Shake: A longitudinal crack in a bow stave.

Shooting Glove: A three fingered glove used to protect the shooting fingers.

Shooting Tab: A flat piece of leather designed to be worn on the shooting fingers for protection.

Spiral: The curved position in which the feathers are attached to the arrow shaft.

Spine: The quality of resiliency in an arrow which permits it to bend as it passes the bow in flight and then recover its original shape.

Stacked Bow- 'A bow with an oval cross section. One in which the thickness of the limbs is little greater than the width.

Steele: Same as shaft.

Tab: See shooting tab.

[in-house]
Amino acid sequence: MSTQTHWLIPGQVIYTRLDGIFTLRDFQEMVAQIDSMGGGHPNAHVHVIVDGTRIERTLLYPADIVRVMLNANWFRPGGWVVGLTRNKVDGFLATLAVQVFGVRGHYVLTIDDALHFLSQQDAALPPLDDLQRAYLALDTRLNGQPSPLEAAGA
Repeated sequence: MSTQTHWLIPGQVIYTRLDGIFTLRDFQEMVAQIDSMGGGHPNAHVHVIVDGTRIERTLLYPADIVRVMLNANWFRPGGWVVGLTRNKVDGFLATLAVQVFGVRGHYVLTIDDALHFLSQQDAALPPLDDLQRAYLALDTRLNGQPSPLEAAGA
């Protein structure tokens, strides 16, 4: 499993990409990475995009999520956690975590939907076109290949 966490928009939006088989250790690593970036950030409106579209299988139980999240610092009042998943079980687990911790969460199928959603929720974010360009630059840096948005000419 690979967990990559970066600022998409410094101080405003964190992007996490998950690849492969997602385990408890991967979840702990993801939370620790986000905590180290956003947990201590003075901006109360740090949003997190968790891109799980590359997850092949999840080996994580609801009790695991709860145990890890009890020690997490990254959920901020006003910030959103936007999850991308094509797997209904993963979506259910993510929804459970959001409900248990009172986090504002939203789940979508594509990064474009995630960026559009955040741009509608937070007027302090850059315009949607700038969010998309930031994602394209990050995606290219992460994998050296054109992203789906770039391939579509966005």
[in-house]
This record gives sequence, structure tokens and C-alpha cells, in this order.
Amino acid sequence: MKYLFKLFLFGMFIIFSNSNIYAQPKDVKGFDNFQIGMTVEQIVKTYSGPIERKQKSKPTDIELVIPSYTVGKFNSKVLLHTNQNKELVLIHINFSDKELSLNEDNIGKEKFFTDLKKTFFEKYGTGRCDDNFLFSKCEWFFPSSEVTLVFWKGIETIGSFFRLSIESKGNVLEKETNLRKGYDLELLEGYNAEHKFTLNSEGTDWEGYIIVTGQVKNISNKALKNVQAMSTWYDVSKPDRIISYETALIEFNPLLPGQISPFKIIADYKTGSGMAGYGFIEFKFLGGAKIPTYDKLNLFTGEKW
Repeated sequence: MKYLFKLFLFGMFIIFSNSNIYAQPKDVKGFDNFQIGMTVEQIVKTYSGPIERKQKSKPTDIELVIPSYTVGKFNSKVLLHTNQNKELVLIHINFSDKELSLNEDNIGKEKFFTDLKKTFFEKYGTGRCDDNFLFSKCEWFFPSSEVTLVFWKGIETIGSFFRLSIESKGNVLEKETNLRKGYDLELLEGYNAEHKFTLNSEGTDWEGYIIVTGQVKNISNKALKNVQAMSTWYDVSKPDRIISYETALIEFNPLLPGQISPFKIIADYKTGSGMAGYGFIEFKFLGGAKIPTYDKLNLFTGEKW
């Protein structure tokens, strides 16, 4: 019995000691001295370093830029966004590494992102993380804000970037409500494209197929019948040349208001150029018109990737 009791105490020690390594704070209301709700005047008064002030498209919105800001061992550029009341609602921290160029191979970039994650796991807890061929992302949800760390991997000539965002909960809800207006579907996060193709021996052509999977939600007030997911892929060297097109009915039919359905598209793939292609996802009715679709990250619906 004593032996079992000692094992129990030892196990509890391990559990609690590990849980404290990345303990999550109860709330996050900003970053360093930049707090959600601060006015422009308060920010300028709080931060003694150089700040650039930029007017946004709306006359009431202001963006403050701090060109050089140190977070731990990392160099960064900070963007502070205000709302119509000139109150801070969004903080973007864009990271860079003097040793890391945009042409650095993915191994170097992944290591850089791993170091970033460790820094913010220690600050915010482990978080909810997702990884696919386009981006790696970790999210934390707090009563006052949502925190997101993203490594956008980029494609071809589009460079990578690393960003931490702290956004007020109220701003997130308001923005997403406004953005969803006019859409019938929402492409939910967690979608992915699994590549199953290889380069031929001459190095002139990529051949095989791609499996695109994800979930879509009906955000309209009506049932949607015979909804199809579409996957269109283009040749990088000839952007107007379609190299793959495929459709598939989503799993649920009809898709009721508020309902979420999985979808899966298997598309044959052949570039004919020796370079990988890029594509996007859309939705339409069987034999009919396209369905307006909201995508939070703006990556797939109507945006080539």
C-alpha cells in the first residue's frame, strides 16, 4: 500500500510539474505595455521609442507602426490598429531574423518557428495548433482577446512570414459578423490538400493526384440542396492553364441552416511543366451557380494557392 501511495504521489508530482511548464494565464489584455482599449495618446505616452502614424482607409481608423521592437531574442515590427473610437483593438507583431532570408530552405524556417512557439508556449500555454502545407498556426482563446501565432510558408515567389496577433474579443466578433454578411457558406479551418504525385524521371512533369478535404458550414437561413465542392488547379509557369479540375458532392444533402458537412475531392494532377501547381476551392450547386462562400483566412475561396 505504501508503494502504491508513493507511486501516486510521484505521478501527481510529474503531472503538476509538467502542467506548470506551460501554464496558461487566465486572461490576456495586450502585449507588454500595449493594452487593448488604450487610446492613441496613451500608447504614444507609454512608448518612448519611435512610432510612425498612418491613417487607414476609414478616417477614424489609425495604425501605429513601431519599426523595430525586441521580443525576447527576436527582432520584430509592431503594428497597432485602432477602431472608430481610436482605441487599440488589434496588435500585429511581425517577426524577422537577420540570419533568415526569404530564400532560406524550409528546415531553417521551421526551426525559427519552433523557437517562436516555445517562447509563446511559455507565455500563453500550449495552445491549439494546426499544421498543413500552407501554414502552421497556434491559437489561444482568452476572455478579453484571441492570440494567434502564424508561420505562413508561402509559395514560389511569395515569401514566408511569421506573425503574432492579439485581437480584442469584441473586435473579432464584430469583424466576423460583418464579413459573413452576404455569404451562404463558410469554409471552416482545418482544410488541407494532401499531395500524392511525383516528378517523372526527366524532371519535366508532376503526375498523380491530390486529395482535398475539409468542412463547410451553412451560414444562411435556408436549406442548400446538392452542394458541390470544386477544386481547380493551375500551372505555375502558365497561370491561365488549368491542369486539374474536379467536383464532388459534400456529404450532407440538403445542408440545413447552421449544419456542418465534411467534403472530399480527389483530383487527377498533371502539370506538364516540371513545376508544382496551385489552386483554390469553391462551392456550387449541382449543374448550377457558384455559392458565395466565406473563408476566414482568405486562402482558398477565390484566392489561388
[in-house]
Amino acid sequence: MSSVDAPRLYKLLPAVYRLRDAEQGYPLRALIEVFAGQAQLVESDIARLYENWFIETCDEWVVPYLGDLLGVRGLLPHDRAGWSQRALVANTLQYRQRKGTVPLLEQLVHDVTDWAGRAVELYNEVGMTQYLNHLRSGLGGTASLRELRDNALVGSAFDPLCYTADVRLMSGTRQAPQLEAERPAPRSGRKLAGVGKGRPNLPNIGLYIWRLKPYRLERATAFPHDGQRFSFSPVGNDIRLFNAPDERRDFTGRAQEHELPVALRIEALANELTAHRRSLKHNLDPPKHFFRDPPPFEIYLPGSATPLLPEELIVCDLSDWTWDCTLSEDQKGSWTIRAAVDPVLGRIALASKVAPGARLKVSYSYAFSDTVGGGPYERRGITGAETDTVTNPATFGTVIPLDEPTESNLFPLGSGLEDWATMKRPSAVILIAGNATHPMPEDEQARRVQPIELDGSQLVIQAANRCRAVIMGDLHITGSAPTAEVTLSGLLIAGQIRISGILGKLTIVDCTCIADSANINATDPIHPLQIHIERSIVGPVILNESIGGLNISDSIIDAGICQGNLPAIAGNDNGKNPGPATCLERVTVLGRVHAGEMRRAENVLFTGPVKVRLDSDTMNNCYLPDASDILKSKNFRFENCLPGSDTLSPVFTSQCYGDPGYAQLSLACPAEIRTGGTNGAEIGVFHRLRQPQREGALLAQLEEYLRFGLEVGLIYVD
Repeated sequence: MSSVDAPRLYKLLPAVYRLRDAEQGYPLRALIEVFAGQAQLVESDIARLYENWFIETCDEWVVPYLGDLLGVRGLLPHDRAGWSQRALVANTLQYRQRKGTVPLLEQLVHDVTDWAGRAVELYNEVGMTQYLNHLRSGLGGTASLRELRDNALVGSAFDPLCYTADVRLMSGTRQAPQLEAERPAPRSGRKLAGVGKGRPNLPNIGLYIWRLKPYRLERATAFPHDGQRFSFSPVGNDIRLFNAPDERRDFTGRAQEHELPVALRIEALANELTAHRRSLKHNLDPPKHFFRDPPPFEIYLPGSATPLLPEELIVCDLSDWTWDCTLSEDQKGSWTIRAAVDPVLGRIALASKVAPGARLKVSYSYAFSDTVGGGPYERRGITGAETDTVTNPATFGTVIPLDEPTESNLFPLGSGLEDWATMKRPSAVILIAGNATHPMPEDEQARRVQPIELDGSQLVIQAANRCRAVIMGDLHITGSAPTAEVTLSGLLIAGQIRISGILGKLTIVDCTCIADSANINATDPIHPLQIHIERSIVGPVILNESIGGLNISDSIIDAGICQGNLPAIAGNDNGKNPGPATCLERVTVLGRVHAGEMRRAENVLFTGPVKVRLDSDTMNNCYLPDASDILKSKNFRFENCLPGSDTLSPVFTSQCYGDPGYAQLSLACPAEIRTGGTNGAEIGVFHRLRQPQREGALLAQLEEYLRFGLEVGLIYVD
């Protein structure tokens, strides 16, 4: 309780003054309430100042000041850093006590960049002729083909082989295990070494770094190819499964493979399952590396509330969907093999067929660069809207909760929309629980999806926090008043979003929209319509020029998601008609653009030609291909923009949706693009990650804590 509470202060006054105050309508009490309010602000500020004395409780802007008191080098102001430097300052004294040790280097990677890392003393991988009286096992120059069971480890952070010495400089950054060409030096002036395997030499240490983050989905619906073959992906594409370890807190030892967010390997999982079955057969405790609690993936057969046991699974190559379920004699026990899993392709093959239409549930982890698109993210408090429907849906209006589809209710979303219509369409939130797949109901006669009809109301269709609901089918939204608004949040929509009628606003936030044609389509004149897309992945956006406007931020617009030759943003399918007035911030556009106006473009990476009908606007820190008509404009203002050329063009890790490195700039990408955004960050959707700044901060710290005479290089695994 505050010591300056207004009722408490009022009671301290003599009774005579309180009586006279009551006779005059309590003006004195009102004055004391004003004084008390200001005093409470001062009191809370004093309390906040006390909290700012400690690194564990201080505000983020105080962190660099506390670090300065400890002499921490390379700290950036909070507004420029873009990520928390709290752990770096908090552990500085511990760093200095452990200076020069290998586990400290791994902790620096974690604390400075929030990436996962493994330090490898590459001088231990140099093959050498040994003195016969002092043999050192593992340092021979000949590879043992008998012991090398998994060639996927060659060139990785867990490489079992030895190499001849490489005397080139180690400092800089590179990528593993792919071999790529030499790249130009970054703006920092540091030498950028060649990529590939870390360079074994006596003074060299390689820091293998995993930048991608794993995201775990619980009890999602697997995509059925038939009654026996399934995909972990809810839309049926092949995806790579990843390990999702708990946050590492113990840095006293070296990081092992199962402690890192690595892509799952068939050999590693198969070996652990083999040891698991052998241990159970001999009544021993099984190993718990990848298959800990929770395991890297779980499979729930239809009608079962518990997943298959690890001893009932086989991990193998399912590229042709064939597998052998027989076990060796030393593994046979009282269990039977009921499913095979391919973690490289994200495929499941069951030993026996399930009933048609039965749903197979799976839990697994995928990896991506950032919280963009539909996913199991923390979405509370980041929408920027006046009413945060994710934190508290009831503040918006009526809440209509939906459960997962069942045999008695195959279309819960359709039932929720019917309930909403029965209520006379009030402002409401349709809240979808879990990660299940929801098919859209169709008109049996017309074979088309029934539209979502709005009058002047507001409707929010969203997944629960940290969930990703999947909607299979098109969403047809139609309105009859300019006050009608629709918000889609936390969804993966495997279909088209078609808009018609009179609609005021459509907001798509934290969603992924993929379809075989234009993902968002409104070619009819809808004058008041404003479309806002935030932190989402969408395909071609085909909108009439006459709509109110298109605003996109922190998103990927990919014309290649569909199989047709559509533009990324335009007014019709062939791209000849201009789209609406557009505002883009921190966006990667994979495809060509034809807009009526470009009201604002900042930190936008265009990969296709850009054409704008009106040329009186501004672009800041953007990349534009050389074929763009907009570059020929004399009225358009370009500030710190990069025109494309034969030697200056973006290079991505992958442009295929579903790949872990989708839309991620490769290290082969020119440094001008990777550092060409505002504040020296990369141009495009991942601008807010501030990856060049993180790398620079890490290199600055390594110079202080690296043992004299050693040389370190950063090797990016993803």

Tackle: The equipment of an archer: bow, arrows, quiver, tabs, strings, etc.
Takedown: See Carriage Bow.

Tiller: Shaping the bow to proper curvature. To tiller a bow.

Toxophilite: One fond of, or devoted to, archery. Derived from the Greek toxen meaning bow and philos meaning loving.

Turn: A term used to describe a bow that has a twist to right
or left of the string. Underboived: A bow having too little drawing weight for the

Unit: Fourteen targets of a field roving course.

Upshot: The last shot in an archery contest.

Vane: The web or flat expanded part of a feather. The flat extended plastic surfaces attached to a shaft to serve as fletching.

Wand: A wooden stick two inches wide, standing upright in the ground. Six feet in height. Used as a mark at which to shoot.

Weight: The weight in grains of an arrow. See also Drawing Weight.

Whip Ended: A bow which has limbs that are too weak at the tips.

Whipping: See Serving.

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Betty Boop Figurines – How to Find and Value Them